[gmx-users] Umbrella - Force constant

Steven Neumann s.neumann08 at gmail.com
Tue Jul 3 15:16:57 CEST 2012

On Tue, Jul 3, 2012 at 2:04 PM, Justin A. Lemkul <jalemkul at vt.edu> wrote:
> On 7/3/12 8:41 AM, Steven Neumann wrote:
>> Dear Gmx Users,
>> Do you know or can you suggest some results based on the comparison of
>> the force constant in Umbrell Sampling? Any literature?
> That would be lovely, but I've never seen such a thing.  One could probably
> write a book with all the test cases that would be required.  My gut tells
> me that you can't generalize too much in terms of pulling simulations - the
> approach depends on what is being pulled (small molecule, peptide, large
> protein), what the medium is (water, membrane, etc), and what the
> interacting partner is (protein surface, ion channel, binding pocket).
>> As far as I understand when you use the same staring coordinates (from
>> the same pulling simulation) for windows but you just change the force
>> constant (e.g. from 500 to 2000 kJ/mol nm2) you should increase number
>> of windows (for f=2000) as smaller force constant will cover wider
>> neigboruring distances - that makes sense.
>> I am curious whether the final result will be the same? I guess with
>> stronger force it will converge faster but more windows are required.
>> is it the only one difference?
> Without a systematic comparison, it's hard to say, but in theory if one
> samples sufficiently and has good overlap between neighboring windows, the
> results should converge to the same answer.
> If someone knows of some applicable literature that has done such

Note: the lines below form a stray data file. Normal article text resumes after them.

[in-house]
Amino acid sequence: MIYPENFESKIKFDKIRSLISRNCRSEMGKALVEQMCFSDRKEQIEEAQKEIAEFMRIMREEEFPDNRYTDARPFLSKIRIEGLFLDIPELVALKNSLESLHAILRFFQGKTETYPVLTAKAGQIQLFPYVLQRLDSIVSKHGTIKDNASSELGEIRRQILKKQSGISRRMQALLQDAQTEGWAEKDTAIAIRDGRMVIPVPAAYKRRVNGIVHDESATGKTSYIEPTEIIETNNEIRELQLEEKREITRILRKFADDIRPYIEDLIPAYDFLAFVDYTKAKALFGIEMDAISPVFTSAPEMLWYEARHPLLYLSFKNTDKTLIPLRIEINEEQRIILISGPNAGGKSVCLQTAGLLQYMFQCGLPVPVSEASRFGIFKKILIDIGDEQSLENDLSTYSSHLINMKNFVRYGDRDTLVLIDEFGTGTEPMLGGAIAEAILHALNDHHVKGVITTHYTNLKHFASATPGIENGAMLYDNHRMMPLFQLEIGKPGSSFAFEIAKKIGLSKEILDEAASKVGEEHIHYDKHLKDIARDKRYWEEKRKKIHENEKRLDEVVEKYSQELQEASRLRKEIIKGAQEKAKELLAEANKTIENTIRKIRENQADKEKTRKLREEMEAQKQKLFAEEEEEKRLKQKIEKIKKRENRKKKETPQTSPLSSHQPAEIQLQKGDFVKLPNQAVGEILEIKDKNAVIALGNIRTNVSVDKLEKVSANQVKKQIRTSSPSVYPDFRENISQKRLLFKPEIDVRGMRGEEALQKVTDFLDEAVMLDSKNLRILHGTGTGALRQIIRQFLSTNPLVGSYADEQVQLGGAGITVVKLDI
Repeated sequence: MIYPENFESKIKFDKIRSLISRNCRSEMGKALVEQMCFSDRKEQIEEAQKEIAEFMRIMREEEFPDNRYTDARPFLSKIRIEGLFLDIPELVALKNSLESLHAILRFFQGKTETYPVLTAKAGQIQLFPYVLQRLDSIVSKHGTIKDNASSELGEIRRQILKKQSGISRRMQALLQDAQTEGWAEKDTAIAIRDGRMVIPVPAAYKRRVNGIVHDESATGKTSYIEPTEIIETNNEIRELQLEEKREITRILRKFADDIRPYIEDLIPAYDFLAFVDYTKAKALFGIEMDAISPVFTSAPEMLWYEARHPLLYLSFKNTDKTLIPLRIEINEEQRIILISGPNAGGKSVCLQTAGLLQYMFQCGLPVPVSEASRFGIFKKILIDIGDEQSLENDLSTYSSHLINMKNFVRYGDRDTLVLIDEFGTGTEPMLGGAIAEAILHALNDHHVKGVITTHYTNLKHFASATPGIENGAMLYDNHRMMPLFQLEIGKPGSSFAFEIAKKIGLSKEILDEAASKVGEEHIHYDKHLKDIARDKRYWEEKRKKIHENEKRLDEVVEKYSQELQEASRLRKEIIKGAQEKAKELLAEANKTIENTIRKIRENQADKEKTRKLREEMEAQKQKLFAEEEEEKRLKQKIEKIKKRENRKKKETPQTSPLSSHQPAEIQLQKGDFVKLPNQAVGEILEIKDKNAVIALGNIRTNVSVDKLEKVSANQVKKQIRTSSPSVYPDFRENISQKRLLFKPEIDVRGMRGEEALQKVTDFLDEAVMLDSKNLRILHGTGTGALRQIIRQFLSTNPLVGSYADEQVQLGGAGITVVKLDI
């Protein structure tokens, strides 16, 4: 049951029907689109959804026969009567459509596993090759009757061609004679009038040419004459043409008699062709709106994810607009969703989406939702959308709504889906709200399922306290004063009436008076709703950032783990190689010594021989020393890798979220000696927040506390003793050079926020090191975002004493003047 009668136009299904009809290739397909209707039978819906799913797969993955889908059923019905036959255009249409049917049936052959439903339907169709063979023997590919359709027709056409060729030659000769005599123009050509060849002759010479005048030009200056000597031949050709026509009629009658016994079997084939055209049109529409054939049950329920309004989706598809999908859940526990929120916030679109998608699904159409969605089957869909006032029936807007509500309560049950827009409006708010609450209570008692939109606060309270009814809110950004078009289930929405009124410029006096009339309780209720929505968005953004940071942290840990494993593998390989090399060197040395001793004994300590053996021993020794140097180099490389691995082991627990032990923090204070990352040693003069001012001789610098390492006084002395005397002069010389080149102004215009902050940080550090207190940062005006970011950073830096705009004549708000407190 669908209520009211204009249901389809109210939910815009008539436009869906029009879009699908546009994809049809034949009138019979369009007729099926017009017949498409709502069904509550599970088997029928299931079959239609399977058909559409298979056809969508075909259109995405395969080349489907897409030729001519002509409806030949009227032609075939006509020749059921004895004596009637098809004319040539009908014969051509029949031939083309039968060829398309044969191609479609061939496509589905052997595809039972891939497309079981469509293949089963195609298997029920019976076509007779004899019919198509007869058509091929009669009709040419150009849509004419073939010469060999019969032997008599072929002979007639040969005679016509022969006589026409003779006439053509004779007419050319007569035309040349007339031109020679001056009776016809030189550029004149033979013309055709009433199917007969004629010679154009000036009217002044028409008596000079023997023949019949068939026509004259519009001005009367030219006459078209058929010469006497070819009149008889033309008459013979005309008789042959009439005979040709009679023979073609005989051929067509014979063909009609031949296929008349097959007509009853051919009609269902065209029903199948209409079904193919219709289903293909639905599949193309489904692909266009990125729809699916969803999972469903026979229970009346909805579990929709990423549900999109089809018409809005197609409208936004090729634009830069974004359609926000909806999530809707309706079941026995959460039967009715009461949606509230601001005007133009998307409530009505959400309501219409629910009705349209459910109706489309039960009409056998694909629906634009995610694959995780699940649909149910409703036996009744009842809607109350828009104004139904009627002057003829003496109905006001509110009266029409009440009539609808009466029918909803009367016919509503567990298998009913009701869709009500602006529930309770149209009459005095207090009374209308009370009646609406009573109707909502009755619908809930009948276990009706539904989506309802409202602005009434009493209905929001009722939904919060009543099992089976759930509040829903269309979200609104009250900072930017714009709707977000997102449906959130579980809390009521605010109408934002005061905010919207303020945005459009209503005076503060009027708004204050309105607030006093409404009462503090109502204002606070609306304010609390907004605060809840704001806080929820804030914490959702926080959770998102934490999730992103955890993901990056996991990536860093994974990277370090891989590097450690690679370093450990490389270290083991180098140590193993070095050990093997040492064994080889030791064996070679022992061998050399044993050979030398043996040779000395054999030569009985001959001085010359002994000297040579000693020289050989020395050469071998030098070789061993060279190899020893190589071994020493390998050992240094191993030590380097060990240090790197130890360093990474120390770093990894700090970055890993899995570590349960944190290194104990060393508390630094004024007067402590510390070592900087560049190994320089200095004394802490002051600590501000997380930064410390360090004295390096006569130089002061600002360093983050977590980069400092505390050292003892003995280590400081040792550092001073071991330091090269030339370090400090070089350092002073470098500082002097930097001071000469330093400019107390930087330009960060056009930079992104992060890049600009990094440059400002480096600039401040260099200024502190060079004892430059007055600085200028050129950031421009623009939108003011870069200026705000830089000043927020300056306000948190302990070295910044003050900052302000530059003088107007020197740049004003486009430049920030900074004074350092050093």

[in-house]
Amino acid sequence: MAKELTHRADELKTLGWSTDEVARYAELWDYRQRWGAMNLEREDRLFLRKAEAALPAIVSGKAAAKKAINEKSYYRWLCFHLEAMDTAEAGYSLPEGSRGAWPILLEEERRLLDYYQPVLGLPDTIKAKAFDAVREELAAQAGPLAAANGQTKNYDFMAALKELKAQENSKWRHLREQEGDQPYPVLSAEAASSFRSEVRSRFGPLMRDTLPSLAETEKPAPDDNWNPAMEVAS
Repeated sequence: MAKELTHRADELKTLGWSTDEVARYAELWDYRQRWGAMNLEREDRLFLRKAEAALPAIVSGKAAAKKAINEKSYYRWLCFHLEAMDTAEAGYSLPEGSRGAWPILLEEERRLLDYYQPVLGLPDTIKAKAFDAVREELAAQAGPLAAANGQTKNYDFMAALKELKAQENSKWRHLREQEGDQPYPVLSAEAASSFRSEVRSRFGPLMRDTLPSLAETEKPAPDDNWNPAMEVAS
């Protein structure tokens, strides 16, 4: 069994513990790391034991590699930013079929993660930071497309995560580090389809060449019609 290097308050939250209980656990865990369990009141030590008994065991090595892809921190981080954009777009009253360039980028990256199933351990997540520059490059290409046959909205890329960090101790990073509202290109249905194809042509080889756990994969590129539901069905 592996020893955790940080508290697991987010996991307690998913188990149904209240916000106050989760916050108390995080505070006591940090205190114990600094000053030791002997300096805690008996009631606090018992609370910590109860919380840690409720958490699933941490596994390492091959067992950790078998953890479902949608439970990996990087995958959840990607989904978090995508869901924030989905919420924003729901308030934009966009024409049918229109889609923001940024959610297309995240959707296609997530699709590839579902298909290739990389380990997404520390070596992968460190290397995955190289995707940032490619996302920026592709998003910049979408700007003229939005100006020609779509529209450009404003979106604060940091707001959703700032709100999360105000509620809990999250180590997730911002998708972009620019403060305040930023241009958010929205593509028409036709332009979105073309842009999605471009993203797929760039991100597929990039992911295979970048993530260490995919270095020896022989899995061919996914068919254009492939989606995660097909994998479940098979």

> comparisons, please post a reference.  I'd love to see it.  Most SMD and US
> methodology is written with hand-waving explanations as to what the authors
> did and why it worked, and I have a suspicion that most reviewers don't have
> a better idea so they can't refute such claims.
> -Justin

Thanks Justin. The only thing I found:

Benoît Roux, The calculation of the potential of mean force using
computer simulations, Computer Physics Communications, Volume 91,
Issues 1–3, 2 September 1995, Pages 275-282, ISSN 0010-4655,

" Furthermore, the convergence properties of umbrella
sampling calculations may be exploited more
effectively using WHAM. Generating short umbrella
sampling simulations for a large number of narrow
windows is computationally more advantageous than
generating longer simulations with a smaller number
of wider windows (...) If Nw simulations are used to cover the
whole range L, the force constant K of the umbrella
sampling potential must be chosen to insure a proper
overlap between the adjacent windows, i.e., each
window should cover a range of dL = L/Nw and the
value of K should be on the order of kBT/dL^2 based
on the magnitude of the rms fluctuations. It follows
that the total simulation time Trot needed to generate
the Nw windows varies as ,~ L2/Nw. Thus, it is more
advantageous to run short umbrella sampling simulations
for a large number of narrow windows (the
simulation time required to prepare and equilibrate
the windows, which is also important, is ignored in
this simple analysis)"

If anyone would find something, please post. that is an interesting
gap in free energy calculations.

> --
> ========================================
> Justin A. Lemkul, Ph.D.
> Research Scientist
> Department of Biochemistry
> Virginia Tech
> Blacksburg, VA
> jalemkul[at]vt.edu | (540) 231-9080
> http://www.bevanlab.biochem.vt.edu/Pages/Personal/justin
> ========================================
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